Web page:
Everyone knows the GOP is the party of small government and low taxes. At last night's debate, the 2016 Republican presidential candidates sparred over who had the best fiscal conservatism cred.
We decided to look at how well candidates told the truth on a few of these claims in our latest debate fact check.
"After New Jersey raised taxes on millionaires, we lost, in the next four years, $70 billion in wealth left our state." — New Jersey Gov. Chris Christie
It's not that simple.
He seems to be talking about New Jersey's so-called "millionaire's tax" that was instituted in 2004 — well before Christie took office — upping the tax rates of high-income people. Christie's number likely comes from a 2010 study from Boston College that found an outflow of $70 billion in wealth from the state between 2004 and 2008. (Christie vetoed another "millionaire's tax" last year before announcing his candidacy.)
But as is usually the case with economic causes and effects, things are more complicated than that. For one thing, the study's author later cautioned that taxes were "just one possibility" for wealth fleeing the state, as he told NJ.com. And another 2011 study from researchers at Stanford and Princeton found that "the policy effect [of the tax increase] is close to zero" in terms of driving millionaires out of the state, as the Wall Street Journal reported.
So Christie is using a number that represents his position well, but there's context and other evidence he's not mentioning here.
"Under Chris Christie's governorship of New Jersey, they've been downgraded nine times in their credit rating." — Florida Sen. Marco Rubio
That's true, but Christie may not be totally to blame.
Rubio is referring to credit rating agencies' grades that they assign to states. These ratings are considered measures of states' financial and economic well being.
Three agencies tend to get the most attention: Fitch, Moody's and Standard & Poor's. So to be clear, it wasn't that one agency downgraded New Jersey nine times. Rather, those three agencies did it three times each.
For all of the candidates who have served as governors, NPR looked into their states' credit rating records last year and found that Christie's New Jersey had the worst record of all.
Sometimes when a rating agency downgrades a state, it does mention a governor specifically. In a downgrade in 2014, for example, S&P called Christie out for delaying pension payments.
But it's not all in governors' hands. Rating agencies are trying to take "a fairly long-term view" in estimating a state's fiscal health, as Don Boyd, director of fiscal studies at the Rockefeller Institute, explained to NPR last year. That view extends beyond even when the current governor is in office. Not only that, but governors can't really directly control a state's economy, he added.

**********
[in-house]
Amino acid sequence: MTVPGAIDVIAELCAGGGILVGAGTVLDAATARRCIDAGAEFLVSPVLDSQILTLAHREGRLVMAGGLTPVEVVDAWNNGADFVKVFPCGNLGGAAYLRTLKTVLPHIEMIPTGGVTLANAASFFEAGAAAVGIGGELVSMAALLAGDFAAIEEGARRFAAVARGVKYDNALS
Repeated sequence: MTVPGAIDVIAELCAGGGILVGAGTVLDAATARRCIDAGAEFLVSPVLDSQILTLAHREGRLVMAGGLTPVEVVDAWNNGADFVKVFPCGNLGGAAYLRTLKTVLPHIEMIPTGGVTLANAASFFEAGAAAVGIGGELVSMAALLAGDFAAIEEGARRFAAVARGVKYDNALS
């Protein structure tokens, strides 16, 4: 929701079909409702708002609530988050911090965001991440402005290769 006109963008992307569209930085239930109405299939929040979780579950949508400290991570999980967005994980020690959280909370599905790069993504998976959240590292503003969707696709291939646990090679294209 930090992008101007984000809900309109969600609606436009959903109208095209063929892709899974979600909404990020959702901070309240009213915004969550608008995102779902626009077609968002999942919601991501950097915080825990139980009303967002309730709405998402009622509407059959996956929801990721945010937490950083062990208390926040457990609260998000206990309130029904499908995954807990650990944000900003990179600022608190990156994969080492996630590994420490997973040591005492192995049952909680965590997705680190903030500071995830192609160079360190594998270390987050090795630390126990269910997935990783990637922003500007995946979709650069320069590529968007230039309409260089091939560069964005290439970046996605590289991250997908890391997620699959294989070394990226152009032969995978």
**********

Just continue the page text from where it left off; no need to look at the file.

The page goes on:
(Interestingly, two governors who did pretty well on this measure — former Texas Gov. Rick Perry and former Louisiana Gov. Bobby Jindal — are no longer in the presidential race.)
"Right now, we're the highest taxed country in the world." — Donald Trump
That's not true.
When it comes to individual income tax rates, the U.S. is about middle of the pack among its peers. As of 2014, the U.S. had the 18th-highest top statutory individual tax rate out of 34 countries, according to the OECD, a group of mostly advanced economies.
And when it comes to total tax revenue, the U.S. is close to the back of that pack. US tax revenue in 2014 equaled 26 percent of its GDP in 2014. The OECD average share that year, by comparison, was 34.4, and at the opposite end of the spectrum, Denmark's figure is nearly 51 percent — a far cry from the U.S.'s revenues.
But then, Trump did go on to mention corporate taxes in his next few sentences. And if he were trying to refer to corporate tax rates, he's much closer to correct. In 2015, the Tax Foundation, a right-leaning tax policy think tank, found that the U.S. had the third-highest corporate tax rate in the entire world, behind Chad and the United Arab Emirates.
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